Humans have used marijuana, or Cannabis sativa, for thousands of years, for religious purposes, medicinal remedies or simply getting high. These days, 1 in 8 Americans ingest or smoke marijuana, and the drug faces renewed scrutiny as more states wrestle with legalization. While the legislative battles rage on, scientists continue to study the effects this plant can have on us, therapeutic and otherwise.
But the work isn’t easy. The U.S. government hasn’t legalized marijuana and still classifies it as a Schedule I drug — with high potential for abuse, no accepted medical use and no safe use under medical supervision. To study it, experts must secure samples with a Drug Enforcement Administration stamp of approval. That makes for some serious restrictions for researchers, though they’ve made some headway.
Know Your Lingo
Cannabinoids Any chemical that interacts with the cannabinoid systems in the body; these can include cannabinoids that come from the plant, from the body or from synthetic variations.
Phytocannabinoids Cannabinoids that come naturally from the cannabis plant.
Endocannabinoids Cannabinoids the body makes on its own.
The Body’s Cannabinoids
In the 1990s, researchers realized humans can produce their own cannabinoids through the body’s endocannabinoid system (ECS). The ECS is a complex chemical signaling system that has two main receptors located in many areas of the body.
The Big Players
C. sativa has hundreds of chemical compounds, from fatty acids to the terpenes that give it its distinct smell. But the most studied are cannabinoids. Below are the most common cannabinoid subclasses and their general impact on the body.
Good for What Ails You
Scores of studies have found that cannabinoids can help with specific disorders and diseases, but not all studies are created equal. Many of them use different doses, administer those doses differently and can use combinations of cannabinoids with different ratios. So a lot of the results are hard to compare and don’t always agree. Below are some disorders and diseases where cannabinoids seem medically helpful.
There's Always A Downside
Plenty of promising research shows the pros of marijuana use, but also some serious cons.
Brain function and mental health: Long-term use could lead to panic disorders and psychosis. If you’re a longtime user who started lighting up in your teens, your hazy days could predispose you to depression. To top it off, repeated exposure to THC can have a negative effect on areas of your brain that deal with forming memories, like the hippocampus and prefrontal cortex.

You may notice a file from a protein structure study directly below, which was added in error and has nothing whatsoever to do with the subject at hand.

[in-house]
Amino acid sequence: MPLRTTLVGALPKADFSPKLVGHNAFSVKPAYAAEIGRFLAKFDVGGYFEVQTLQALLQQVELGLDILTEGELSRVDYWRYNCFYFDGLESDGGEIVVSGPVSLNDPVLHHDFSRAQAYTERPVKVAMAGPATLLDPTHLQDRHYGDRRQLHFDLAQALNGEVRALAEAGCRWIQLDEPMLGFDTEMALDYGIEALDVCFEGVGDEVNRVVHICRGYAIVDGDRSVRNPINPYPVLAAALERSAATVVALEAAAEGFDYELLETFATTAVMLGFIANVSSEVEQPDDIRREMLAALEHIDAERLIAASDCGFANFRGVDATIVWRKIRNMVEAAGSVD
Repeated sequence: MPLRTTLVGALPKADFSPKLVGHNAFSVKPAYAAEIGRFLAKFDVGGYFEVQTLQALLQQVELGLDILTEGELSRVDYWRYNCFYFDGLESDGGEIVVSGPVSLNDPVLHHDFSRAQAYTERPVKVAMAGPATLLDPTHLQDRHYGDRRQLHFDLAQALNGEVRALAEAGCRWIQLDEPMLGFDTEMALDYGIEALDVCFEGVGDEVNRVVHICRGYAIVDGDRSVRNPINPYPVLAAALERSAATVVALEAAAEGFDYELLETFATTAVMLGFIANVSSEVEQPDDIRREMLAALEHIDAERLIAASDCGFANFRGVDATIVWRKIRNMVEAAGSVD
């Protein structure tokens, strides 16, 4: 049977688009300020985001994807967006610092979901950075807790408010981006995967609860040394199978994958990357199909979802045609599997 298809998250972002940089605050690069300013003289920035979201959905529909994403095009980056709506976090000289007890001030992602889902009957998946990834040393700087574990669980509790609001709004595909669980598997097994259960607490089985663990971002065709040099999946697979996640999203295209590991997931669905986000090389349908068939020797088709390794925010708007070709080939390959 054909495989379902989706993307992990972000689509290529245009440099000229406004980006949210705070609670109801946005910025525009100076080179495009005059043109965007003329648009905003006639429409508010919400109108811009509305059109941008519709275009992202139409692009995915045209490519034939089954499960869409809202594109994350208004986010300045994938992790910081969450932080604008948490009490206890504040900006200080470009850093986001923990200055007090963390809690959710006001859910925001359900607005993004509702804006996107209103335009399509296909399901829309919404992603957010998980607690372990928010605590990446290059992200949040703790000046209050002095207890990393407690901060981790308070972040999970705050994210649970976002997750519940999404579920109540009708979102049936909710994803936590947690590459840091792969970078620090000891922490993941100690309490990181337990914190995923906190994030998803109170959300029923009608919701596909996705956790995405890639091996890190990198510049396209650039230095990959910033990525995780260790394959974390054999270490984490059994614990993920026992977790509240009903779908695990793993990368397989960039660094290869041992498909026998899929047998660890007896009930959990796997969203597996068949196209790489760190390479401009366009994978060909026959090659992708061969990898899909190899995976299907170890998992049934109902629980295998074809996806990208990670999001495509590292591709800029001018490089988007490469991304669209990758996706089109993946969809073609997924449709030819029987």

Heart health: Even minor use of cannabis can cause your heartbeat to ramp up, and mess with your blood pressure levels and blood flow. (Research has shown both increases and decreases in blood pressure.)
Sexual and reproductive health: Men, if you’re looking for some action, best mind your marijuana habits: Chronic use can lead to erectile dysfunction and a decrease in overall sexual functioning (pleasure, orgasm, desire and arousal). And if you want to start a family, there’s more bad news. THC has been shown to restrict sperm mobility and its ability to fuse with eggs. Very heavy male users (who smoke eight or more joints daily) even risk reducing their sperm count. As for women, researchers have yet to really investigate how cannabis impacts them between the sheets, and studies looking at human female fertility have been inconclusive.
Dependence: You can’t overdose on cannabis, but you can develop a dependence. Up to 17 million people globally meet the official classification when it comes to cannabis. Hallmarks include inability to lessen intake, using even if you’ve had physical or psychological issues related to cannabis and spending more time than you’d like seeking to buy the drug and recovering from its effects. If you’re trying to kick the habit, expect symptoms such as mood swings, a lack of appetite and trouble sleeping.
Further reading: Handbook of Cannabis, edited by Roger G. Pertwe; Stoned: A Doctor’s Case for Medical Marijuana, by David Casarett